A LOOK BACK | Freshman lawmaker reverses state policy and switches parties | New


Thirty-five years ago this week: State Representative Faye Flemming, R-Thornton, told the Colorado Statesman that “everything in my organization is in place” to deal with furious voters and their election to try to recall her.

Less than six weeks after taking office, Fleming changed his party affiliation from Democratic to Republican, leaving Democratic Party officials as well as campaign contributors furious at the move. United Steel Workers Local 8021 had even threatened to sue Fleming for misrepresentation.

Fleming was dismissive of it all.

“My sources tell me that the recall campaign came to a screeching halt,” she said vivaciously. “I understand they were very unsuccessful. It’s been almost four months since the change. If the people in the neighborhood had been so upset, we would have seen something more concrete by now, right? »

Fleming admitted the previous months had not been easy and she had received less than happy messages from angry voters.

“I’m not going to deny that there have been angry phone calls, angry letters and acts of revenge,” Fleming said.

Two weeks after his change of party, the Colorado GOP sent out questionnaires to Fleming voters. The former Democrat said that of the 800 questionnaires returned, only 10% contained negative comments. But 12% came back “with checks from sponsors to help defray costs.

“That tells me there’s some discontent there,” Fleming said, “but the level of dissatisfaction reported in the media isn’t accurate.”

Fleming also dismissed threats of legal action from the local steelworkers’ union.

“My voting record before switching parties and after was pro-Labour,” she said. “I don’t feel like I did anything to betray the United Steel Workers.”

Fleming argued that the AFL-CIO was always supportive and that she had thought their endorsement had been obtained regardless of partisan politics.

“She’s fine as far as I’m concerned,” Colorado AFL-CIO president Eldon Cooper said. “We are not involved in any recall campaign. I wouldn’t touch the lawsuit with a ten foot pole. We will not participate in this. The local union can do whatever it wants, but not on behalf of the AFL-CIO.

But Dean Prigelmeier, chairman of the Adams County Democratic Party, was not so optimistic.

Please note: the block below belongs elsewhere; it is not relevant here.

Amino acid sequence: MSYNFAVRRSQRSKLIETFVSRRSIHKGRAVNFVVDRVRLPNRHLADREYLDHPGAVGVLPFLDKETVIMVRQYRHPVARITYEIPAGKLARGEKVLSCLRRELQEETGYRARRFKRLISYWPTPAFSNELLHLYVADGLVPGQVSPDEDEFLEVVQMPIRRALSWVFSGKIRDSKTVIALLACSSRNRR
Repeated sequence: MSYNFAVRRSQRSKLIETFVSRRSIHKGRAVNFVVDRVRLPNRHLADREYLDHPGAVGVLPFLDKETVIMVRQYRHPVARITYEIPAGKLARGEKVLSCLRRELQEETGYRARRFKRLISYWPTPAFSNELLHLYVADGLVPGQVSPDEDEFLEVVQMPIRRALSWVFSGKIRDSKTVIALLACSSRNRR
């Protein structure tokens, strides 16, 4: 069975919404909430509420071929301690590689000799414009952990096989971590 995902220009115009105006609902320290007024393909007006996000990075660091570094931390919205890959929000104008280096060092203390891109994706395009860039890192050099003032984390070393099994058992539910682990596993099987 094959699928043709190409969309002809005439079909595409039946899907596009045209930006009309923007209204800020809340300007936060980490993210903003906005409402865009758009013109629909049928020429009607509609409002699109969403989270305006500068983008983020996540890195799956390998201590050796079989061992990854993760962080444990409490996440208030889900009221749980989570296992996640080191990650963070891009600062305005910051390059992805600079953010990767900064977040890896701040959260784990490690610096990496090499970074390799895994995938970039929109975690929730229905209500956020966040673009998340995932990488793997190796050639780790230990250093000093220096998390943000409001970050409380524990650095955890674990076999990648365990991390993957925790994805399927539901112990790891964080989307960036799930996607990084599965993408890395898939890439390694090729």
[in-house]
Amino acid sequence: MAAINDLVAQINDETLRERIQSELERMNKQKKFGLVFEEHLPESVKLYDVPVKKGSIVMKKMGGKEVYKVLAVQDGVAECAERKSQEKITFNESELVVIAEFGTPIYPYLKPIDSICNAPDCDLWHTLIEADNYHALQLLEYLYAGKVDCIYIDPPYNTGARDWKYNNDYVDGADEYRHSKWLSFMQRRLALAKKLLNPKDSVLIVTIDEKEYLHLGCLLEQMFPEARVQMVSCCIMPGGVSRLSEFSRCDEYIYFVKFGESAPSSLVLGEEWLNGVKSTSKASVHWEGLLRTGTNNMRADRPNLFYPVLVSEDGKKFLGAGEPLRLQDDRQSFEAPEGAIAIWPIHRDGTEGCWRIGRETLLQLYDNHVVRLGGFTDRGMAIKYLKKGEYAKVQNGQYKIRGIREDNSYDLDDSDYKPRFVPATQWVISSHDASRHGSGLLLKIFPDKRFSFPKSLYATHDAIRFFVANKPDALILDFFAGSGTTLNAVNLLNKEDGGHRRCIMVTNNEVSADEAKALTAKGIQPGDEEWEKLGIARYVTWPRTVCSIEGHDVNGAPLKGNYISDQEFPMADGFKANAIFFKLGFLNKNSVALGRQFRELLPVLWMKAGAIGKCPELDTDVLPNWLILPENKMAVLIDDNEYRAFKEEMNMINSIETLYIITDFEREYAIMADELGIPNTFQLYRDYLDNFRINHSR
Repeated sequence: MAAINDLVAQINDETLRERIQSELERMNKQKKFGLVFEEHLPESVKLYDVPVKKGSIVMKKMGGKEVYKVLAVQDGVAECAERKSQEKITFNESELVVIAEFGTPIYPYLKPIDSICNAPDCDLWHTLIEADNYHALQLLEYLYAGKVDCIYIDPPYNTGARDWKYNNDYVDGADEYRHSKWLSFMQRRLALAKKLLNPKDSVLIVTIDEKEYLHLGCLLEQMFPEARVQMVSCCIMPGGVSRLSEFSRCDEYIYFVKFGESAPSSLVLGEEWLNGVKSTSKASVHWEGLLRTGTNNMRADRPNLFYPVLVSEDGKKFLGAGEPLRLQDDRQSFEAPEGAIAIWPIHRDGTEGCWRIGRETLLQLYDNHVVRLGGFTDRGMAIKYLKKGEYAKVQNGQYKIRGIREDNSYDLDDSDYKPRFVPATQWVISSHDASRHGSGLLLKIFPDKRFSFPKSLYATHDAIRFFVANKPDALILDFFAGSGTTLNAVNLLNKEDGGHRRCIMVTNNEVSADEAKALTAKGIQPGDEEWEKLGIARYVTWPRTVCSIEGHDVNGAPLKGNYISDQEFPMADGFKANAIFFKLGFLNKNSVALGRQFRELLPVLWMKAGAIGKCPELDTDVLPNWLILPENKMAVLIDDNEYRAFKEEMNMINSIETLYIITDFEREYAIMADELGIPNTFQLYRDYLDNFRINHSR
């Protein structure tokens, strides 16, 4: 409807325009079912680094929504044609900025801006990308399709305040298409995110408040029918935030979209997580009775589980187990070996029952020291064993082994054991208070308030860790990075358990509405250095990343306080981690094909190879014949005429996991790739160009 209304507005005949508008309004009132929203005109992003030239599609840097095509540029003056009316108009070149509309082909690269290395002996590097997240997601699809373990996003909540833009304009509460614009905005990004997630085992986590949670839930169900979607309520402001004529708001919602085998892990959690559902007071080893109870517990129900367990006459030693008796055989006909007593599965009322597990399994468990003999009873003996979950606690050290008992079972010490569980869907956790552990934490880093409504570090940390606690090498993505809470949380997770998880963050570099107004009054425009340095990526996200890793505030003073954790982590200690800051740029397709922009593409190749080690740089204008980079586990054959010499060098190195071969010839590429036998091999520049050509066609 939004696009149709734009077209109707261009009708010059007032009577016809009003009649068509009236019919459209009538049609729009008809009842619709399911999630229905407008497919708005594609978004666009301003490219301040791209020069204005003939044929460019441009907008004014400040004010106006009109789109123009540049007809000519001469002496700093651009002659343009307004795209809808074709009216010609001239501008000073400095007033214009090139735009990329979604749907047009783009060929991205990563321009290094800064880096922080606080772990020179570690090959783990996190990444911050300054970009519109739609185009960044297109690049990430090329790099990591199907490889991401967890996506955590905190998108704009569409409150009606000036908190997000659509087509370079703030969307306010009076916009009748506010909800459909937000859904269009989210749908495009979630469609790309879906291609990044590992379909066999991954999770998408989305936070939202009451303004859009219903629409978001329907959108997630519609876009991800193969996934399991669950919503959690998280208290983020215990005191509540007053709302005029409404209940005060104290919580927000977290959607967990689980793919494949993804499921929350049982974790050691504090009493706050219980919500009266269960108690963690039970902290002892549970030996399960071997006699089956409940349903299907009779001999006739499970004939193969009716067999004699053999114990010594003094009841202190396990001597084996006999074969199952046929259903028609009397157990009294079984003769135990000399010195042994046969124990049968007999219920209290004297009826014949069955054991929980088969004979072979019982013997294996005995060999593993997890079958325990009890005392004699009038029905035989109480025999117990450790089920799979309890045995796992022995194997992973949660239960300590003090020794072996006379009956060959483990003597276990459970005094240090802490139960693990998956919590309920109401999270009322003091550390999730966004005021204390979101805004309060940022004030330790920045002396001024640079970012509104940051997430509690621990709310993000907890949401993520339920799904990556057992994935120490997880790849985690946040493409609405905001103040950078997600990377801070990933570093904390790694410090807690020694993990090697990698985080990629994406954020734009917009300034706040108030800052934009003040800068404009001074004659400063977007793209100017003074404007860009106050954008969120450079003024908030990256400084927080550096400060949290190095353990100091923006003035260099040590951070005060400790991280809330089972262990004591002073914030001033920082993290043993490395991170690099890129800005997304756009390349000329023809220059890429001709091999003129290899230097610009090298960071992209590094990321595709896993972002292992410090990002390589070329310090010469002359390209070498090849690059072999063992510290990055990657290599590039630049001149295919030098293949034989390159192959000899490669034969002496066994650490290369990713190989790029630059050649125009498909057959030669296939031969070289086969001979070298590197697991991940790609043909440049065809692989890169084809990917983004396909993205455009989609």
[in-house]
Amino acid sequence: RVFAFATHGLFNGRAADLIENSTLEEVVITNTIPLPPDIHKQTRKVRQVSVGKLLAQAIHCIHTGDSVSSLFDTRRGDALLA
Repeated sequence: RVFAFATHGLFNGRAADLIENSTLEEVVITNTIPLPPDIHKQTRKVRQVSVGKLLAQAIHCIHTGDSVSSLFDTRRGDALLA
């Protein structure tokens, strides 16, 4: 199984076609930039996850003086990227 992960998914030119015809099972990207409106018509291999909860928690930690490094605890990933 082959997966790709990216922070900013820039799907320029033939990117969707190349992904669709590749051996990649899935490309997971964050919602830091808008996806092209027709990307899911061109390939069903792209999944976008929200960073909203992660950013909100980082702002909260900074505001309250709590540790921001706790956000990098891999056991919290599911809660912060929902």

“She changed her party affiliation on her lunch hour,” Prigelmeier said, “and she said she had been thinking about it for months. “As a Republican, she should have run as a Republican. She’s been a Democrat for nineteen years. She says she changed her whole political philosophy in three months. I doubt that’s the case.”

Prigelmeier said he, along with several other county party chairmen, felt bewildered about Fleming’s motivation. The Democratic Party donated $40,000 to Fleming’s campaign.

“She couldn’t have won without Democratic support,” Prigelmeier said. “By the end of the week, we will have three-quarters of the signatures needed for a recall election.”

Steelworkers Local 8031 ​​leader Pat Kelly says he considers himself one of the ‘betrayed’ after Local 8031 ​​donated $800 and countless hours of work volunteer at Fleming’s campaign.

“I was very angry,” Kelly said. “It seems to me that she had planned this even before the election. I think she knew she couldn’t be elected in Adams County as a Republican, so she ran as a Democrat and changed when elected. It’s something I can’t prove…unless she admits it, but I feel my organization has been the victim of fraud and deception.

Fleming said she hopes her new voting record will stand on its own.

“I’ve never asked anyone to vote for me just because I was a Democrat, and I won’t as a Republican,” Fleming said.

Rachael Wright is the author of the Captain Savva Mystery series, with degrees in political science and history from the University of Colorado Mesa and is a contributing writer at Colorado Politics and The Gazette.


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